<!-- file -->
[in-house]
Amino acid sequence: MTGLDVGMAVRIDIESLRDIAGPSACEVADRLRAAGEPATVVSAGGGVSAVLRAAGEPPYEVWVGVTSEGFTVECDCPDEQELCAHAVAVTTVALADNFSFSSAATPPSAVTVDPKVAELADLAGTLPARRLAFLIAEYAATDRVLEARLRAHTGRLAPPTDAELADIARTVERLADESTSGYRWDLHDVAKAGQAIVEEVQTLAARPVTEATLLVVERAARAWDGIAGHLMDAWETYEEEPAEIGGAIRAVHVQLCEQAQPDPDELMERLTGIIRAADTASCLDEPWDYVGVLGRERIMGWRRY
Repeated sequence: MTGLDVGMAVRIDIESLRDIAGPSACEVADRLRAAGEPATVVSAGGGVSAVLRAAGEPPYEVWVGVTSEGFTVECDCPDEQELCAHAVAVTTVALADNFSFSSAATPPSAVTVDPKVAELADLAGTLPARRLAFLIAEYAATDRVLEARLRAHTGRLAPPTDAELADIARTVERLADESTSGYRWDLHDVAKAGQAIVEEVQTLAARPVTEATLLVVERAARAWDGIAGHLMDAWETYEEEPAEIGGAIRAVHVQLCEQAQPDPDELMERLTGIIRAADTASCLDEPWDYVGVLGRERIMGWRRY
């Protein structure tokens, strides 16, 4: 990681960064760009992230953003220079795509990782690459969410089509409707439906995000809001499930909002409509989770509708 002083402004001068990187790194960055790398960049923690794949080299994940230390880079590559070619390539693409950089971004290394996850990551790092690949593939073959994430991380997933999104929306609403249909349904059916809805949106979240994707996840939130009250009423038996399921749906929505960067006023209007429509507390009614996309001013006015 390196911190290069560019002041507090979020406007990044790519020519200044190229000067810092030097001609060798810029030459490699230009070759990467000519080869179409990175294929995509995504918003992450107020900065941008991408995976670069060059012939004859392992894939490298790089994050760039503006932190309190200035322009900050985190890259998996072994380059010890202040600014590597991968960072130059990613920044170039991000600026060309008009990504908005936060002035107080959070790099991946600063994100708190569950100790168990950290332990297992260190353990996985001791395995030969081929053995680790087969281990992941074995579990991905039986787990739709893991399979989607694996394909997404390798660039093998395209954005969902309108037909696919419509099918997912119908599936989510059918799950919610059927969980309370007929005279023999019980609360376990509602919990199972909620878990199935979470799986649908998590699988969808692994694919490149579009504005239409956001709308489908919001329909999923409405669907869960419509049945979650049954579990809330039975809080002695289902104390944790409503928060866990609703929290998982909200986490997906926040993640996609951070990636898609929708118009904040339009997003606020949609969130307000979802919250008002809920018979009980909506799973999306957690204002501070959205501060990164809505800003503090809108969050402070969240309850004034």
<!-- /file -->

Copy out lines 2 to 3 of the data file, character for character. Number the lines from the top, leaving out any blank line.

Amino acid sequence: MTGLDVGMAVRIDIESLRDIAGPSACEVADRLRAAGEPATVVSAGGGVSAVLRAAGEPPYEVWVGVTSEGFTVECDCPDEQELCAHAVAVTTVALADNFSFSSAATPPSAVTVDPKVAELADLAGTLPARRLAFLIAEYAATDRVLEARLRAHTGRLAPPTDAELADIARTVERLADESTSGYRWDLHDVAKAGQAIVEEVQTLAARPVTEATLLVVERAARAWDGIAGHLMDAWETYEEEPAEIGGAIRAVHVQLCEQAQPDPDELMERLTGIIRAADTASCLDEPWDYVGVLGRERIMGWRRY
Repeated sequence: MTGLDVGMAVRIDIESLRDIAGPSACEVADRLRAAGEPATVVSAGGGVSAVLRAAGEPPYEVWVGVTSEGFTVECDCPDEQELCAHAVAVTTVALADNFSFSSAATPPSAVTVDPKVAELADLAGTLPARRLAFLIAEYAATDRVLEARLRAHTGRLAPPTDAELADIARTVERLADESTSGYRWDLHDVAKAGQAIVEEVQTLAARPVTEATLLVVERAARAWDGIAGHLMDAWETYEEEPAEIGGAIRAVHVQLCEQAQPDPDELMERLTGIIRAADTASCLDEPWDYVGVLGRERIMGWRRY